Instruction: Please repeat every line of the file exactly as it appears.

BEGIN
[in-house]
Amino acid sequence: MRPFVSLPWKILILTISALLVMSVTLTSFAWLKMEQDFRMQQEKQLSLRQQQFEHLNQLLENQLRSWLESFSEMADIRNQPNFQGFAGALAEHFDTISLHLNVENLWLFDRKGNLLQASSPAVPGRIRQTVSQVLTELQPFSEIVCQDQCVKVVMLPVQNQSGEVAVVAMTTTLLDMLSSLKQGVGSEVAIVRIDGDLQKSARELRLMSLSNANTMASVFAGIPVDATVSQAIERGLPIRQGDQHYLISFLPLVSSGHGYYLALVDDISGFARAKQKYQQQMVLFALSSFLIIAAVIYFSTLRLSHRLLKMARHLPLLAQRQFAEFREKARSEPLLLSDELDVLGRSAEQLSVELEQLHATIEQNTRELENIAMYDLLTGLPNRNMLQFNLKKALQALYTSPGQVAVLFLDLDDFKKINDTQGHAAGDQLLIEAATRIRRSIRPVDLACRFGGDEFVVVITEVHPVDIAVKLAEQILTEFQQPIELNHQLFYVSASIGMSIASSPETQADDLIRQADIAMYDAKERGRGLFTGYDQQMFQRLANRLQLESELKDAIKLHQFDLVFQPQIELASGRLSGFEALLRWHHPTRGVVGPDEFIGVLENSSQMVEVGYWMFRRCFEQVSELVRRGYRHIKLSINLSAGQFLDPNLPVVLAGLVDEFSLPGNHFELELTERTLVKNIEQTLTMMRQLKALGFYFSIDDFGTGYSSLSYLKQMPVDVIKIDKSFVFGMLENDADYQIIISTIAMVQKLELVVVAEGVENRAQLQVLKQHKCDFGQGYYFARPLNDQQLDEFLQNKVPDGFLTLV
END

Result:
[in-house]
Amino acid sequence: MRPFVSLPWKILILTISALLVMSVTLTSFAWLKMEQDFRMQQEKQLSLRQQQFEHLNQLLENQLRSWLESFSEMADIRNQPNFQGFAGALAEHFDTISLHLNVENLWLFDRKGNLLQASSPAVPGRIRQTVSQVLTELQPFSEIVCQDQCVKVVMLPVQNQSGEVAVVAMTTTLLDMLSSLKQGVGSEVAIVRIDGDLQKSARELRLMSLSNANTMASVFAGIPVDATVSQAIERGLPIRQGDQHYLISFLPLVSSGHGYYLALVDDISGFARAKQKYQQQMVLFALSSFLIIAAVIYFSTLRLSHRLLKMARHLPLLAQRQFAEFREKARSEPLLLSDELDVLGRSAEQLSVELEQLHATIEQNTRELENIAMYDLLTGLPNRNMLQFNLKKALQALYTSPGQVAVLFLDLDDFKKINDTQGHAAGDQLLIEAATRIRRSIRPVDLACRFGGDEFVVVITEVHPVDIAVKLAEQILTEFQQPIELNHQLFYVSASIGMSIASSPETQADDLIRQADIAMYDAKERGRGLFTGYDQQMFQRLANRLQLESELKDAIKLHQFDLVFQPQIELASGRLSGFEALLRWHHPTRGVVGPDEFIGVLENSSQMVEVGYWMFRRCFEQVSELVRRGYRHIKLSINLSAGQFLDPNLPVVLAGLVDEFSLPGNHFELELTERTLVKNIEQTLTMMRQLKALGFYFSIDDFGTGYSSLSYLKQMPVDVIKIDKSFVFGMLENDADYQIIISTIAMVQKLELVVVAEGVENRAQLQVLKQHKCDFGQGYYFARPLNDQQLDEFLQNKVPDGFLTLV